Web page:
A team of researchers made an interesting discovery regarding the weather patterns on Mars, which can permanently change the way we saw the dry red planet. After simulating the Martian atmospheric conditions, they came to the conclusion that snowstorms might actually occur there.
Snowstorms in the Martian atmosphere
After looking at the data collected by NASA’s spacecrafts Mars Global Surveyor and Mars Reconnaissance Orbiter, scientists were able to create an accurate simulator of the weather on the planet. They had observed how it exhibits some unusual temperature shifts, which eventually led to peculiar weather.
They developed a study, published in the journal Nature Geoscience. This is how they discovered the water-ice clouds hosted quite a big amount of air movement beneath them, all of this happening in Mars’ thin atmosphere. All these conditions looked like they could make snowstorms possible.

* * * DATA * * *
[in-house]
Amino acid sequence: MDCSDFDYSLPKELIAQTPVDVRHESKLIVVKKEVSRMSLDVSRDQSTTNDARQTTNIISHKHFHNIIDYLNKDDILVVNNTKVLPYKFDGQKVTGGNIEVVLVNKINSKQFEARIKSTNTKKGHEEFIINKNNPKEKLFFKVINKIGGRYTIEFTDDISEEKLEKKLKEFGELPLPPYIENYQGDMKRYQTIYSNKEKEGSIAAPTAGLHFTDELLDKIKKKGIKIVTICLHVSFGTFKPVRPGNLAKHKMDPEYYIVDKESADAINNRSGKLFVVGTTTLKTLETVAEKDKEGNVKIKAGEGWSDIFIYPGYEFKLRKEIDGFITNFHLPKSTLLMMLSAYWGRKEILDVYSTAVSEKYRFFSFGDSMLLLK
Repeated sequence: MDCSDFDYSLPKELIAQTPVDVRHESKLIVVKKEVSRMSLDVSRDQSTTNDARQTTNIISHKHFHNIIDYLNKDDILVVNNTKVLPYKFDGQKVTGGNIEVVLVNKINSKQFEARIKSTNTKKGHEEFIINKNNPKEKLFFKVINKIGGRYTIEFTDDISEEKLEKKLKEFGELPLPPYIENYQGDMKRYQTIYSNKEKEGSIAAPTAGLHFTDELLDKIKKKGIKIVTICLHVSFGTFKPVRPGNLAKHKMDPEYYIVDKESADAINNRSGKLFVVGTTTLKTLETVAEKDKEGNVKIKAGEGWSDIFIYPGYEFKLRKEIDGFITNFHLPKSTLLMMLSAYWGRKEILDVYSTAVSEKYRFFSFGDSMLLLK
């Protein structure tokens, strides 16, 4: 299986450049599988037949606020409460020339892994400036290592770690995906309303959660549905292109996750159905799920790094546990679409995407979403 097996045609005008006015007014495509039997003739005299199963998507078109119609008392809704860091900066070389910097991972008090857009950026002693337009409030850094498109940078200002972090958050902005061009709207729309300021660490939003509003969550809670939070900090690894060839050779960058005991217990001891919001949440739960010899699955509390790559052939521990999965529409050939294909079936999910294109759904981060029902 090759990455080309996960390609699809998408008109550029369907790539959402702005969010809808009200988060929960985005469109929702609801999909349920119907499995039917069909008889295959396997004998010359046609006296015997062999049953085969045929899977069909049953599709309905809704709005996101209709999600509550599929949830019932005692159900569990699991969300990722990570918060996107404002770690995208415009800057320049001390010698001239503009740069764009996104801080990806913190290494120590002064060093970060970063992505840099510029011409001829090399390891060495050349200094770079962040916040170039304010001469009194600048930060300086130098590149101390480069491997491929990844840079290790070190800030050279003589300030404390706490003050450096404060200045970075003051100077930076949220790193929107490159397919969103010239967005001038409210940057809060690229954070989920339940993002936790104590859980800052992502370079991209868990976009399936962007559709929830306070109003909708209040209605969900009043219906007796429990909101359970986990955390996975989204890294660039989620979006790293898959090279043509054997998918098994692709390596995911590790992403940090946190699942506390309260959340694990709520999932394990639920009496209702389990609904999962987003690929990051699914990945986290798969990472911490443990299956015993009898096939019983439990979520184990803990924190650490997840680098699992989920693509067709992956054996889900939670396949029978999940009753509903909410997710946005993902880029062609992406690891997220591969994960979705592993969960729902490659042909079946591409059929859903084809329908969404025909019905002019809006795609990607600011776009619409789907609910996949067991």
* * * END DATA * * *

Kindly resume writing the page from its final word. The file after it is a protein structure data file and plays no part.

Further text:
Also, they had some initial proof of such precipitations going on on Mars from the observations made by NASA’s Phoenix Lander. In 2008, it flew close to the Martian North Pole, capturing some images and more data indicating their presence.
Scientists simulated the weather conditions on Mars
Now, scientists pulled a numerical simulation of how these precipitations should look like. It proved that localized snowstorms, or ice microbursts, can occur. Snowstorms would be a perfect explanation for the mixing of air layers observed during nighttime, as well as the precipitation traces observed by the Phoenix Lander under the water-ice clouds.
However, these snowstorms don’t look like we would image them, as snow doesn’t really gather on the surface. There is not much water involved, so there can’t be much snow. Therefore, the first humans to set foot on Mars won’t find vast snowy plains over there.
Researchers think this snow is important for the planet’s water cycle. All the phenomena which take place in Mars’ atmosphere have a great impact on the distribution of water across the entire planet. Also, this information is valuable to decode the history of water on Mars.
Image source – The Verge.